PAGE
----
was the understanding when the caucus
adjourned this evening, though it may be
npset and some other program sprung be
foie the closiug speeches.
The general tone of the caucus waa
against trusts, and several statements in
dicate that if any of the present Uuties or
proposed duties favored tbe trusts, that
the committee will be instructed to make
alterations. This was the only expression
of sentiment by some of the senators which
seemed to meet the approbation of those
who listened. This sentiment indicated a
disposition to allow a revenue duty on
sugar, but nothing in the way of disci itn
ination or protection tor the refined article.
There was talk for coal and iion ore and
for lead, by various senators, bat very
little could be learned as to how the sena
tors viewed these matters.
During the day the senator from New
York, Now Jersey and Delaware took oc
casion to oppose the income tax feature of
the bill. Senator Hill declaring that It was
very unpopular in bis state. His state
ments were sustained by Senators Mc
Pherson, Smith and Gray. The impres
sion seemed to be, however, that there
would not be even a demand for a vote on
the proposition to strike out tbe income
tax. ,
Senator Mills made ono of tlie concilia
tory speeches of the day. He said that
the bill was not wholly satisfactory to
him, but he would yote for any measure
that would reduce the rates of taxation
below the McKiuley law.
The senators from the states baring rep
seut'itives ou the finance comiiiitteee did
not have much to say, but what they said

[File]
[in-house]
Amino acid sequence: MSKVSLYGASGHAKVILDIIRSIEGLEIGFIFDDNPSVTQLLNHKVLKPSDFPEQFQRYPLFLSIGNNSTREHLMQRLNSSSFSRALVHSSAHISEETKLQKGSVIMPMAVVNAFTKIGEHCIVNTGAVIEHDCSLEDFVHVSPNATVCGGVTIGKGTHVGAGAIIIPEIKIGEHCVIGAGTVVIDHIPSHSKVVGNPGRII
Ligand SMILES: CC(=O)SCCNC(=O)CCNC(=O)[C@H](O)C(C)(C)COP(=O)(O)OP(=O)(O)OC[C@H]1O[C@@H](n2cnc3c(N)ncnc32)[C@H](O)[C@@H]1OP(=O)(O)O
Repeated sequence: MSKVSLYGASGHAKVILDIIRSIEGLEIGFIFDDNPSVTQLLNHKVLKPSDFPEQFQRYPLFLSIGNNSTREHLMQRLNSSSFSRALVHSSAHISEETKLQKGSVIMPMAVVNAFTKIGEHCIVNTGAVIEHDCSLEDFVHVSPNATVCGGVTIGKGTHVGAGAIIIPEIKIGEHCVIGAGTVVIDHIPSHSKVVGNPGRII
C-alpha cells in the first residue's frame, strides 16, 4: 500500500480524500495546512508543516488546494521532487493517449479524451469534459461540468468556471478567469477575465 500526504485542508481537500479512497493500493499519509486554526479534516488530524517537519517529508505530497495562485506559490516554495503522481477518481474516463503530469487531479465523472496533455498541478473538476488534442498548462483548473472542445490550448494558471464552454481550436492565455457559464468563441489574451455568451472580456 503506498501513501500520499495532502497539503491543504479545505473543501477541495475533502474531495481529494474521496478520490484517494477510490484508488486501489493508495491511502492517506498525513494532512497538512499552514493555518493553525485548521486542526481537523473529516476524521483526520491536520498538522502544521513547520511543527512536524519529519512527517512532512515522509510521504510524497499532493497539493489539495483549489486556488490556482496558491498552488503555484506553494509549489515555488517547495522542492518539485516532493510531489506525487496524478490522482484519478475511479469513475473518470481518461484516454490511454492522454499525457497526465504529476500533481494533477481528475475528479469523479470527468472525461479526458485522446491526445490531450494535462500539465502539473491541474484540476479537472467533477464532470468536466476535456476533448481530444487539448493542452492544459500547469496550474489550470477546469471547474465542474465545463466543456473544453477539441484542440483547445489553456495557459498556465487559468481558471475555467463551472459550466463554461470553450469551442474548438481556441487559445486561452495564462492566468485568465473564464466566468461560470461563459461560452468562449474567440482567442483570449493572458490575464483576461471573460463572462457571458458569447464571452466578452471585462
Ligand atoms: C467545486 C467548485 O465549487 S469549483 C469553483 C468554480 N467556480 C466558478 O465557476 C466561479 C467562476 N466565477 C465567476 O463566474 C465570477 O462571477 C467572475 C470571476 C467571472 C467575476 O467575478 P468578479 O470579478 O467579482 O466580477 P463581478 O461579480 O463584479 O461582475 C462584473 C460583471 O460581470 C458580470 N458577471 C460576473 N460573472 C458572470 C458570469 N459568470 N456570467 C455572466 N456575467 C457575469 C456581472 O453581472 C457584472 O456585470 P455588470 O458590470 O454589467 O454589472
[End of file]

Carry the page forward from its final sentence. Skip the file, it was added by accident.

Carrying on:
was mostly iu favor of the bill.
The fight for coal wan ld py be West
Virginia senators, and Senator Cuindeu of
that state also urged a duty upon lumber.
Senator Iiuoch of North Dakota said
that he spoke for that vast region west ot
Wisconsin and through to the Pacific
coast, which was not tepresented in the
caucus. He made a plea tor a duty ou
wool, barley and lead. He asserted that
the west was greatly interested in lead,
and if something could be done for the
miners, who had practically lost every
thing on account ot tbe depression of sil
ver, he would like to see such protection
incidental to revenue as might be raised
on the articles.
Seuator Gorman has maintained a con
ciliatory tone throughout the caucus. His
speech tomorrow is looked forward to with
considerable interest, as it is believed that
he will make a general summing up of the
situatiou aud give his views with con
siderable force.
The Democratic senators from New
York, Ohio aud New Jersey are contend
ing, among other things, for enough pro
tection to insure the maintenance of
higher wages in America than are paid in
European countries, and are also strug
gling to continue a degree of protection to